Attend enough UR-sponsored events, and you will probably run into a familiar acknowledgment:
“We acknowledge with respect the Seneca Nation, known as the ‘Great Hill People’ and ‘Keepers of the Western Door’ of the Haudenosaunee Confederacy. We take this opportunity to thank the people on whose ancestral lands the University of Rochester currently resides in Rochester, New York.”
That particular wording is from the Burgett Intercultural Center’s website. It kicks off every Students’ Association Senate meeting, and similar acknowledgements are on the websites of the Center for Community Engagement (CCE), Eastman’s admissions office, and the Memorial Art Gallery, to name a few. The University has stated that the land it owns as “seized territory” and that the University and its students’ presence on that land results from a “history of violence and displacement,” as the CCE site reads. Despite these acknowledgements, the University has never offered an official certification or track in Indigenous Studies.
That may be changing. On Oct. 19, an Indigenous Studies cluster was formally approved by the College Curriculum Committee (CCC).
According to the notes of first-year SA Senator Kenneth MacInTyre-Beiter, who attended the CCC meeting, the cluster will require students to complete three four-credit courses from a list of seven classes — five in history and two in anthropology — pertaining to Indigenous peoples. The notes also say that one of these courses will be substitutable for one of five Archaeology, Technology, and Historical Structures classes with Indigenous Studies-related coursework.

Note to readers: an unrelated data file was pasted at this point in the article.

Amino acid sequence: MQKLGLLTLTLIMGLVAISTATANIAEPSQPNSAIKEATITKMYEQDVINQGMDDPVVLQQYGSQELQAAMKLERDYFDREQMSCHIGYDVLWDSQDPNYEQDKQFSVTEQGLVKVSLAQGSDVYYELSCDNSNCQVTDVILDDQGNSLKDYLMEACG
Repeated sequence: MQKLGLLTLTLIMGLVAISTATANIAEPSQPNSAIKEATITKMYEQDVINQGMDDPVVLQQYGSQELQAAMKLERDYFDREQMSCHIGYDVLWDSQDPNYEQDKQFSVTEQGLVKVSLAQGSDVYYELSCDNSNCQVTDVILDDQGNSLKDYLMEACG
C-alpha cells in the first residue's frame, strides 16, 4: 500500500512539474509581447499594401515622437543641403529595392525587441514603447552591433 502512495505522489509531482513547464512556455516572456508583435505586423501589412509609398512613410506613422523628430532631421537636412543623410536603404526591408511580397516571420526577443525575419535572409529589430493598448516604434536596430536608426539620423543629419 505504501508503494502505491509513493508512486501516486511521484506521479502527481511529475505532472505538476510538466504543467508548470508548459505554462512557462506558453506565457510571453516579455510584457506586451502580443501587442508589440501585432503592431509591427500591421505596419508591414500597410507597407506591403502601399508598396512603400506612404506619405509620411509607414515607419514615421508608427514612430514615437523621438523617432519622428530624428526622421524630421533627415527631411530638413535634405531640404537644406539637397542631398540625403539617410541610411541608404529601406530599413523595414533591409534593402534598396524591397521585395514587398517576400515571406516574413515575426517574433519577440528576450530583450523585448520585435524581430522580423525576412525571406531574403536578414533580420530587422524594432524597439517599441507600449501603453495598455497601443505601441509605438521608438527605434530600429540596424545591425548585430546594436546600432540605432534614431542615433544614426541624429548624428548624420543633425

According to the cluster proposal form, the seven core courses included in the curriculum are:
- ANTH 205: Theories and Debates: Culture vs. Ontology
- ANTH 232: The Indigenous Peoples Movement
- HIST 150: Colonial Latin America
- HIST 157: History of Native America, 1800 to the Present
- HIST 178 – Beyond Pocahontas: Histories of Indigenous Women, Gender, and Sexuality
- HIST 200 – Gateway Seminar: Native American History
MacInTyre-Beiter’s notes also said the cluster will be limited to the study of groups indigenous to the Americas.
“We asked if we can get Indigenous peoples classes worldwide, but apparently we do not have any faculty members that are knowledgeable enough about that to teach a course on it,” said MacInTyre-Beiter. No new courses or faculty are being brought on for the cluster, he added.